Thailand is one of the agricultural exporter countries, for example;
fruits, vegetables, fish, rubber etc. Fruits such as orange, pineapple
etc are the important exported fruits of Thailand. A number of the nondestructive
and destructive methods was been used to inspection. For instance, mango
and durian inspection was studied by Krairiksh et al. (2004) using
inverse scattering technique and Kongrattanapraset et al. (2001)
using force vibration and ultrasonic, respectively. In addition, Nelson
and Bartaly (2002) measured the permittivity of a homogenized macaroni,
cheese, wheat apple juice.
In this research, we study the behavior of dielectric constant, dielectric
loss factor and loss tangent of four juices - apple, orange, lemon and
pineapple which depend upon frequency and age. Firstly, the parameters
of material are reviewed and followed by measurement. Results are shown
in topic 3 and finally concluded.
In this topic, we briefly review the permittivity of materials. This
parameter indicates the electromagnetic energy stored in a material.
Generally, the permittivity is a complex number whose real and imaginary
parts depend upon frequency as equation Balanis (1989):
the real and imaginary parts of complex permittivity, respectively.
Divided Eq. 1 by permittivity of free space ,
it sis known as the relative complex permittivity,,:
where the real part, έr (f), is the dielectric constant
and the imaginary part, εr″(f), is the dielectric
The εr″(f) indicates the loss and conductivity
of material as below equation:
where σ is the conductivity and f is the operating frequency of
The definition of loss tangent, which is another important parameter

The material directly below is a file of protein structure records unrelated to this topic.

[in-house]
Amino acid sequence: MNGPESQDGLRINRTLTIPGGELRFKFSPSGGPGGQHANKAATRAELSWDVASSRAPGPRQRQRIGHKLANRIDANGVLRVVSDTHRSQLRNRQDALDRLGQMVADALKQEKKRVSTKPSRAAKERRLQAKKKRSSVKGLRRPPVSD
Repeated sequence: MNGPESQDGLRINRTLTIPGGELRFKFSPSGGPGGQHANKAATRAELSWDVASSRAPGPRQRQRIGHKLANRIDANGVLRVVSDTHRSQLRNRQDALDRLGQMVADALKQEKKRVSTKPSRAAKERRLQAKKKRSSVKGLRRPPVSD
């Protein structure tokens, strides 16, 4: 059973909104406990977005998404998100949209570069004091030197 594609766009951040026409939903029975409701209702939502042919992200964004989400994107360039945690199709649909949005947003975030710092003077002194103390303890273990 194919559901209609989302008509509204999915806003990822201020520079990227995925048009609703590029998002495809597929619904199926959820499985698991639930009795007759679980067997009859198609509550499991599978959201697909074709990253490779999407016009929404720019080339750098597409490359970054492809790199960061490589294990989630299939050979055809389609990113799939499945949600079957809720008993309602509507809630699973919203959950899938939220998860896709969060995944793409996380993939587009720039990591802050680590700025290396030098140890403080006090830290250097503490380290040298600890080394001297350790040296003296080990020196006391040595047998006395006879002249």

of dielectric, is the ratio of imaginary part to real part of complex
permittivity given by;
where δ is the loss tangent of material.
The electrical equipments to measure the complex permittivities of fruits
are Network Analyzer E5061A, coaxial cable RG-58A/U and dielectric probe.
The regular calibration procedure is performed under open-circuit, short-circuit
and distilled water at temperature of 25°C references. Dielectric
constants and dielectric loss factors are calculated by Agilent Technologies
85070 Dielectric Probe Kit Software version E1.00. In this paper, four
samples of fruits; apple, orange, lemon and pineapple, are studied on
a frequency range from 20 kHz to 1.5 GHz.
The variation of permittivity properties of four fruits on the first
day was performed at 20 MHz, 790 MHz and 1.5 GHz as shown in Table
1 and Fig. 1.
The trend of loss tangent is likewise and the loss tangent on date 2
is the lowest. At the low frequency, the loss tangents are high and then
drastically decrease on high frequency range. The dielectric constant
and dielectric loss factor parameters on the first date are shown in Fig.
From Fig. 2, At the low frequency, the dielectric constant,
dielectric loss factor and loss tangent of lemon and apple are the highest
and lowest, respectively. After that all of parameters decrease as the
Loss tangent of apple and orange at 20 MHz, 286, 790 and 1.5 GHz, shown
in Fig. 3, is the same pattern. The oscillation of loss
tangent occurs at 20 MHz and then it is stable at 286, 790 MHz and 1.5
||Permittivities of four juices at various frequency
||Loss tangent of fruits vs frequency for (a) apple (b)
orange (c) lemon and (d) pineapple
||Dielectric parameters of sample fruits vs frequency
on the first date in terms of (a) dielectric constant (b) dielectric
loss factor and (c) loss tangent
||Loss tangent of sample fruits vs date for (a) apple
and (b) orange
It is seen from this study that loss tangent, dielectric constant and
dielectric loss factor are obviously shown at low frequency. The oscillation
of these parameters on each date is thought to be due to the uncompleted
fermentation. However, these parameters tend to decrease as the age increases.
The authors wish to thanks the EMC laboratory at the department of Electrical
Engineering, Khon Kaen University, Khon Kaen, Thailand who has supported
all the test equipments.